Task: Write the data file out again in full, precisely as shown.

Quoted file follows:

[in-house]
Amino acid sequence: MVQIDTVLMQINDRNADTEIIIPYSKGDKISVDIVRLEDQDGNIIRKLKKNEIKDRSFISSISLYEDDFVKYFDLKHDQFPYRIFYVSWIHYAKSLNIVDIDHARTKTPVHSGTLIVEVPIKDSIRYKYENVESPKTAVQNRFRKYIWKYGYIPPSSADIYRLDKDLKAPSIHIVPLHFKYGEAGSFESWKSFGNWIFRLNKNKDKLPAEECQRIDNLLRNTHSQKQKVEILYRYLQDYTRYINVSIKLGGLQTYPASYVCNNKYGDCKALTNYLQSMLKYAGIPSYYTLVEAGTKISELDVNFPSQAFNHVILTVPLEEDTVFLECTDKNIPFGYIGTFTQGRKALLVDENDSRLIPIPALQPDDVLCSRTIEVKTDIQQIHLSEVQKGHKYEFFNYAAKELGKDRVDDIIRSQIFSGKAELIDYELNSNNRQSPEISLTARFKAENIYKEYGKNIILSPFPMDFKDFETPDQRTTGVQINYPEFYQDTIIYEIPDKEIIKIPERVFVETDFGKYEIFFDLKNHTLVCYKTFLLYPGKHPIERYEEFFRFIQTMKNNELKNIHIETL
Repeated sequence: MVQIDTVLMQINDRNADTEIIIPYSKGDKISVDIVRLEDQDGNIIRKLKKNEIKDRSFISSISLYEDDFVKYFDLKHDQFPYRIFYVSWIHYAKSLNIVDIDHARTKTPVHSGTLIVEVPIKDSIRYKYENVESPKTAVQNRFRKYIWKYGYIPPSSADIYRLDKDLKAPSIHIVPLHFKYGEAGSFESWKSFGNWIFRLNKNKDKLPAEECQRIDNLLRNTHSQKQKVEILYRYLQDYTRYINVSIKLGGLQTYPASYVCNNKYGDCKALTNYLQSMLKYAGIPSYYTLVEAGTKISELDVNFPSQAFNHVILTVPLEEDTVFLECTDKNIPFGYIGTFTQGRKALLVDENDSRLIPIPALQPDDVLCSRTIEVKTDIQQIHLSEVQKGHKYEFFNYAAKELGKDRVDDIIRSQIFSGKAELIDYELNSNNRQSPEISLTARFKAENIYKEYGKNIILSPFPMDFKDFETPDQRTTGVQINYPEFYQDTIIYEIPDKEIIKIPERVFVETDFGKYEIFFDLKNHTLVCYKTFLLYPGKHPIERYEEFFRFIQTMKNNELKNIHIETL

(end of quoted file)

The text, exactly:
[in-house]
Amino acid sequence: MVQIDTVLMQINDRNADTEIIIPYSKGDKISVDIVRLEDQDGNIIRKLKKNEIKDRSFISSISLYEDDFVKYFDLKHDQFPYRIFYVSWIHYAKSLNIVDIDHARTKTPVHSGTLIVEVPIKDSIRYKYENVESPKTAVQNRFRKYIWKYGYIPPSSADIYRLDKDLKAPSIHIVPLHFKYGEAGSFESWKSFGNWIFRLNKNKDKLPAEECQRIDNLLRNTHSQKQKVEILYRYLQDYTRYINVSIKLGGLQTYPASYVCNNKYGDCKALTNYLQSMLKYAGIPSYYTLVEAGTKISELDVNFPSQAFNHVILTVPLEEDTVFLECTDKNIPFGYIGTFTQGRKALLVDENDSRLIPIPALQPDDVLCSRTIEVKTDIQQIHLSEVQKGHKYEFFNYAAKELGKDRVDDIIRSQIFSGKAELIDYELNSNNRQSPEISLTARFKAENIYKEYGKNIILSPFPMDFKDFETPDQRTTGVQINYPEFYQDTIIYEIPDKEIIKIPERVFVETDFGKYEIFFDLKNHTLVCYKTFLLYPGKHPIERYEEFFRFIQTMKNNELKNIHIETL
Repeated sequence: MVQIDTVLMQINDRNADTEIIIPYSKGDKISVDIVRLEDQDGNIIRKLKKNEIKDRSFISSISLYEDDFVKYFDLKHDQFPYRIFYVSWIHYAKSLNIVDIDHARTKTPVHSGTLIVEVPIKDSIRYKYENVESPKTAVQNRFRKYIWKYGYIPPSSADIYRLDKDLKAPSIHIVPLHFKYGEAGSFESWKSFGNWIFRLNKNKDKLPAEECQRIDNLLRNTHSQKQKVEILYRYLQDYTRYINVSIKLGGLQTYPASYVCNNKYGDCKALTNYLQSMLKYAGIPSYYTLVEAGTKISELDVNFPSQAFNHVILTVPLEEDTVFLECTDKNIPFGYIGTFTQGRKALLVDENDSRLIPIPALQPDDVLCSRTIEVKTDIQQIHLSEVQKGHKYEFFNYAAKELGKDRVDDIIRSQIFSGKAELIDYELNSNNRQSPEISLTARFKAENIYKEYGKNIILSPFPMDFKDFETPDQRTTGVQINYPEFYQDTIIYEIPDKEIIKIPERVFVETDFGKYEIFFDLKNHTLVCYKTFLLYPGKHPIERYEEFFRFIQTMKNNELKNIHIETL